EDO weapons systems components were likely used by Israel to commit war crimes in Gaza.
When fellow activist Gavin Pidwell and I were convicted of aggravated trespass of EDO, an arms manufacturer, at a UK Magistrates court on 23 August, pro-Israel commentators were quick to call it a “BDS [boycott, divestment and sanctions] fail.” However, this ignores both the wider implications of the arms trade and the long history of the campaign resisting EDO.
EDO/ ITT Exelis are UK-based designers and manufacturers of military aircraft weapons systems. Their products (and components to which they own the patents) can be found in a variety of weapons, such as the precision-guided Paveway bomb and the Sabre bomb rack. In 2007, EDO was bought out by the American conglomerate ITT, one of the world’s larger arms companies. When ITT split into three parts last year, EDO became a part of the defense chapter ITT Exelis.
The UK-based grassroots campaign Smash EDO has been protesting against the corporation using a diversity of tactics since 2004, with weekly noisy demonstrations being held outside the premises in Brighton. It grew out of the movement against the Iraq war, and a general frustration amongst activists over the ineffectiveness of the mass resistance to the war. There was also a need for people coming back from solidarity work in Palestine to follow the advice from Palestinians and campaign within their local community. Rather than marching, people protesting EDO wanted to directly target the war and occupation profiteers, to bring the war back to the factory floor.
There have been rooftop occupations, phone blockades (in which people from around the world have phoned the company and questioned them about their business), mass demonstrations targeting their investors and numerous blockades of the factory through the years.
The biggest success so far came in 2010, when nine defendants were found not guilty of criminal damage after breaking into EDO and smashing it up “to the best of their abilities” as a response to Israel’s Operation Cast Lead in Gaza during winter 2008-09. After hearing all the evidence, a jury acquitted the activists on the basis that they had acted with the intention of preventing war crimes against Palestinians.
The court case last month — which concerned an action in which we superglued and locked ourselves to the gates — made use of some information gained during the cross-examination of EDO’s managing director during the trial of the decommissioners, as well as new material.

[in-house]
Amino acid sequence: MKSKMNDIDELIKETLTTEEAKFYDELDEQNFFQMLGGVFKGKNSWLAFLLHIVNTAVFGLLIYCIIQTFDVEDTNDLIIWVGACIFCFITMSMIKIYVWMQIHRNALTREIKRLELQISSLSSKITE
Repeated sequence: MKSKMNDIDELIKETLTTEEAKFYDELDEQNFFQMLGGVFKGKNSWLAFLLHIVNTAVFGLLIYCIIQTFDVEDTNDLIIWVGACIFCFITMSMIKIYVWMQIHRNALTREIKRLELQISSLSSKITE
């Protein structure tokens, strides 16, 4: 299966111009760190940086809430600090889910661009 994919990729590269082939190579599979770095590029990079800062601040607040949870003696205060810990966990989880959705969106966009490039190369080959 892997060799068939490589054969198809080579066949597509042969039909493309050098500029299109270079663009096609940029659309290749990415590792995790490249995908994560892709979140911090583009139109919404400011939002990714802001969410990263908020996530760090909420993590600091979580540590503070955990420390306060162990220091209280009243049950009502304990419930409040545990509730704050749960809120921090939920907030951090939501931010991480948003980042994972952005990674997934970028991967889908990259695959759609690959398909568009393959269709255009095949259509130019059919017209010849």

EDO not lawful
The case was originally listed to be heard by a district judge, but was given a lay magistrates bench. While a district judge is legally qualified, magistrates, who work in groups of three per case, are volunteers who do not need previous legal training. Magistrate Peter Privett opened the case by saying, “It is a relatively simple and straightforward charge in both cases. The two individuals are charged with having obstructed both sets of gates to the premises and preventing people going about their lawful work. That is all it comes down to.”
This was a misunderstanding of the case. To be guilty of aggravated trespass one has to trespass on land “with the intention of intimidating, obstructing or disrupting a lawful business.” For the following three days, we aimed to prove that EDO’s business is not lawful.
One of the weapon components EDO manufactures is the Field Replaceable Connector System — an umbilical cable acting as a guidance unit for the bomb and which is fitted in various fighter aircraft, such as the F-16. They have also developed a different kind of guidance unit cable especially for the new F-35 Joint Strike Fighter (currently in production). At the time of the action, EDO were engaged in fulfilling contracts supplying these cables to the US Defense Logistics Agency and had a contract with Lockheed Martin to supply the F-35.
Enforcing international treaties
The F-16, for which the EDO-made guidance units were manufactured at the time, is publically known to have cluster bombs — including the US-made Joint Standoff Weapon and the Wind Corrected Munitions Dispenser — as part of its arsenal.
The defense argued that by supplying weapons components to the US, EDO is in breach of the Cluster Munitions Prohibitions Act of 2010, which makes it illegal in UK law to assist the use of cluster munitions anywhere in the world. The act is the UK implementation of the Convention on Cluster Munitions, an international treaty adopted in Dublin in 2008.
The convention has 111 signatory states, but crucially neither the US nor Israel are signatories to the convention. In fact at the time of treaty negotiations, US State Department official Richard Kidd wrote that cluster bombs remain an integral part of the US arsenal.
When asked under oath about the guidance unit cable’s compatibility with cluster munitions, EDO Managing Director Paul Hills initially denied knowing anything about them, or even that the Joint Standoff Weapon is a cluster bomb.